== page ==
Jim Peterik may be one of the electric songwriters of the past half-century, but his bombastic and sometimes catawampus hits are perhaps best displayed in his relatively bare-bones record, The Songs. Under the production of Fred Mollin, Peterik takes the back seat to his 70’s hits that may have otherwise gone down as entirely dated or typified of the radio rock zeitgeist.
While The Songs surveys a great deal of classic rock history under a nuanced Nashville sound, most of the outstanding re-imaginings are recent, with the 2012 Beach Boys “That’s Why God Made The Radio” coming together a bit more from the man himself than a truncated delivery from Brian Wilson and company. Oddly enough, Peterik’s perennial earworm, “Eye of The Tiger” may finally come together for those non-believers (present company included) with an entire bluegrass re-working. It’s not that Peterik has overhauled his “Best of” songwriting catalogue, it’s more that time has allowed itself to be a better judge than critics discerning between Foghat, Boston or .38 Special.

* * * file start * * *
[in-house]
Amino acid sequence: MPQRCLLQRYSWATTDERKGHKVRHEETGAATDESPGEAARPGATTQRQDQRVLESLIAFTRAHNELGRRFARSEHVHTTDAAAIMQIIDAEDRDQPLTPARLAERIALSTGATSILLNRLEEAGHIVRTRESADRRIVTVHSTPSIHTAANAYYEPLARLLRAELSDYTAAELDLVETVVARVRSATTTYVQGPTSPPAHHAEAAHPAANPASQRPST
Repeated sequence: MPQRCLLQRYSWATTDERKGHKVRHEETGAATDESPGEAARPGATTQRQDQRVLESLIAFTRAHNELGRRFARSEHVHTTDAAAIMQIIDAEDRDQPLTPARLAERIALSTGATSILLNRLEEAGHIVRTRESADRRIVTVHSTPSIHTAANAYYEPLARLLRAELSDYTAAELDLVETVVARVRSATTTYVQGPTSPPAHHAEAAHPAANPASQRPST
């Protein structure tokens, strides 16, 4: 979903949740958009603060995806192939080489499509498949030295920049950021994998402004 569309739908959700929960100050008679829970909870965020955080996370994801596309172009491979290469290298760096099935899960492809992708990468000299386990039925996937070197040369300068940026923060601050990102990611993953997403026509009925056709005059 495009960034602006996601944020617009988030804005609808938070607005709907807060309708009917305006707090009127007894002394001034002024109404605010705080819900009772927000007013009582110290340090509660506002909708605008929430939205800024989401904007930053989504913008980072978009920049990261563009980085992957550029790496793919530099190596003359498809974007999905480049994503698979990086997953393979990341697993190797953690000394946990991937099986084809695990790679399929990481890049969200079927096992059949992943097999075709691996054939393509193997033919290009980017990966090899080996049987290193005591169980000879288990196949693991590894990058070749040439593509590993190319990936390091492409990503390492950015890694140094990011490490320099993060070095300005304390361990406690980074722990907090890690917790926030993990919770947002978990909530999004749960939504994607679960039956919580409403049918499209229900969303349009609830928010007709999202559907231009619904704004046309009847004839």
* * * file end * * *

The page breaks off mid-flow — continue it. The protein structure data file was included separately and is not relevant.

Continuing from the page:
The Songs sees Peterik as utterly confident songwriter that could’ve seen much more acclaim in his heyday had the multifaceted beast of corporate rock not reared its ugly head. Peterik’s missteps can be overlooked in this new wholly Americana tribute to his legacy – and rightfully so. Peterik translates remarkably well into another genre entirely- it makes one wonder what status he might have ascribed to had he picked up a mandolin and paired with Crosby and Nash rather than the stadium rock crowd.
In addition to Peterik’s latest record, his new song, “We All Bleed Red” is inspired by the events in Orlando last June. Peterik’s song demonstrates the need for unity worldwide as well as the familiarity that mankind inherently has with one another.
Peterik’s “We All Bleed Red” comes from a place of sincerity and heart, and shows a more socially-oriented mode of songwriting sensibility than perhaps previously brought forth on record. “We All Bleed Red” seems to uncannily dovetail from Peterik’s The Songs in a way that surely could not have been anticipated, but executed well nonetheless. If anything, it’s a testament to how quickly Peterik can gain some relevance in any cultural landscape.